Watch Dogs 2 Review | Improving what was bad, but forgetting the good

Posted on Nov 22 2016 - 9:00am by Gaf Hussain
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We now live in a world where surveillance is everywhere, and the world portrayed in H.G. Wells’ Nineteen Eighty-Four is practically a reality. The original Watch Dogs took this concept and chose the protagonist Aiden Pearce to fight back as well as delving into his back story. Watch Dogs had some great concepts, and was criticised for its dull main character, but did Ubisoft learn from their past mistakes?

You are Marcus Holloway, a hacker wanting to become a member of DedSec, a hacktivist group determined to protect the digital rights of the masses. Marcus has an easy going laid back attitude, and the voice acting is very natural. This is reflected best in the cutscenes. He is definitely the polar opposite of Aiden Pearce. I need to point out something regarding these two characters though. The fault with Aiden was he was quite dull, but, he had a goal and some backstory was immediately presented, and more was peppered throughout the game, so at no point could you say “I don’t know his motive”. So Ubisoft created Marcus Holloway, they made him “cool”, but lost all sense of motive, and hours into the game there is nothing chronicling who he is or what he has done. You could replace him with a talking lamp and it would make little difference to the game. Marcus is also a wanted man, but it never feels this way. The cops rarely show up in the open world, but when they do they are as difficult to evade as before.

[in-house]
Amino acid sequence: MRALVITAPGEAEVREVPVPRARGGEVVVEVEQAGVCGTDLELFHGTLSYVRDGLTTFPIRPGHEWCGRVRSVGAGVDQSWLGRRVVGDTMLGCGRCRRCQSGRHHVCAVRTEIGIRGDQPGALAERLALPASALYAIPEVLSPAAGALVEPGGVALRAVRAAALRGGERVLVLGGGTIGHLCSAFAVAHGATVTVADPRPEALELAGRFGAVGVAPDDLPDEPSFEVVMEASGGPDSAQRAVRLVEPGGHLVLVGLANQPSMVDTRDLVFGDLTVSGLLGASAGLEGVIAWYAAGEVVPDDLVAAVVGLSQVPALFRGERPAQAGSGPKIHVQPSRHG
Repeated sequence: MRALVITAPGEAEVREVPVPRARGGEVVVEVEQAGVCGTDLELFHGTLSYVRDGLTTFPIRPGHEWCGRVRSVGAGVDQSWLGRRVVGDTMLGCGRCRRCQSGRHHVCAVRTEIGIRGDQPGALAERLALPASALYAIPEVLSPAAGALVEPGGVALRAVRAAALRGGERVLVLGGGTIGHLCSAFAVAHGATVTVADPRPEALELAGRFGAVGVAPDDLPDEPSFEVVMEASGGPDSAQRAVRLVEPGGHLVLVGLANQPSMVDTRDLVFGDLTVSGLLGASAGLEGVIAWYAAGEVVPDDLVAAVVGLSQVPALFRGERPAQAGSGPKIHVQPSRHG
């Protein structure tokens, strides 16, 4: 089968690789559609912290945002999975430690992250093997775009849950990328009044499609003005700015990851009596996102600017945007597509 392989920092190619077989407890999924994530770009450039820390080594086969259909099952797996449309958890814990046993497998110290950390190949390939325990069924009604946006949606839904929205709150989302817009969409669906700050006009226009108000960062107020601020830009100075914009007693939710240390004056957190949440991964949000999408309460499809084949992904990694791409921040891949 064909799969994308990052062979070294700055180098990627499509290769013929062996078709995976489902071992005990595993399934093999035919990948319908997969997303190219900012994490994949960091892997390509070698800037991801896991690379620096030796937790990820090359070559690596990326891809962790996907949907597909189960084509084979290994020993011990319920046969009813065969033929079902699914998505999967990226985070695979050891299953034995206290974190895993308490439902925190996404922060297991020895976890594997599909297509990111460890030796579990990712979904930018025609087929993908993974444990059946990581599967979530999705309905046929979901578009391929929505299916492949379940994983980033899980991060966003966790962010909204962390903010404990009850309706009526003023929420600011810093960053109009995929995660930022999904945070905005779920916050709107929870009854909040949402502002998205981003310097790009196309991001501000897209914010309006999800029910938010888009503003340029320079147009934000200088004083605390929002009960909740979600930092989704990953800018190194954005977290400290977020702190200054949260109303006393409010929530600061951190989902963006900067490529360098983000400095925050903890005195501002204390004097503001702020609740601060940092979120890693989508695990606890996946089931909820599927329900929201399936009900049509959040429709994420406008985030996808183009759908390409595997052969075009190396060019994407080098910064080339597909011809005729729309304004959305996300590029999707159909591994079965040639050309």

The remaining cast also suffer a similar issue, they have no depth, and you cannot imagine them existing outside of their specific roles in the game. They are interesting, but none of this is ever explored. “Wrench” is a character that I like, but at other times think is completely ridiculous. He wears a mask at all times that has light up emoticons to reflect his mood. In the context of the game its fun, but when you try to add any substance to the characters it makes no sense.

This is speckled throughout the whole game. Watch Dogs 2 doesn’t take itself too seriously, it’s out there to have fun, be a little stupid and fun. It pokes fun at current events and satirises scenarios by changing names and brands just enough to be safe from legal action, but it’s clear that they are poking fun at Scientology, Martin Shkreli and even themselves to name a handful. The story is told through these missions, cutscenes and phone calls before and after starting one. It works fairly well, but with the large variety of side content it can become disjointed at times. I found the music in the game to sometimes fit perfectly into the world presented, but other times very jarring and resisted the urge to mute it, but this is simply down to your preference.

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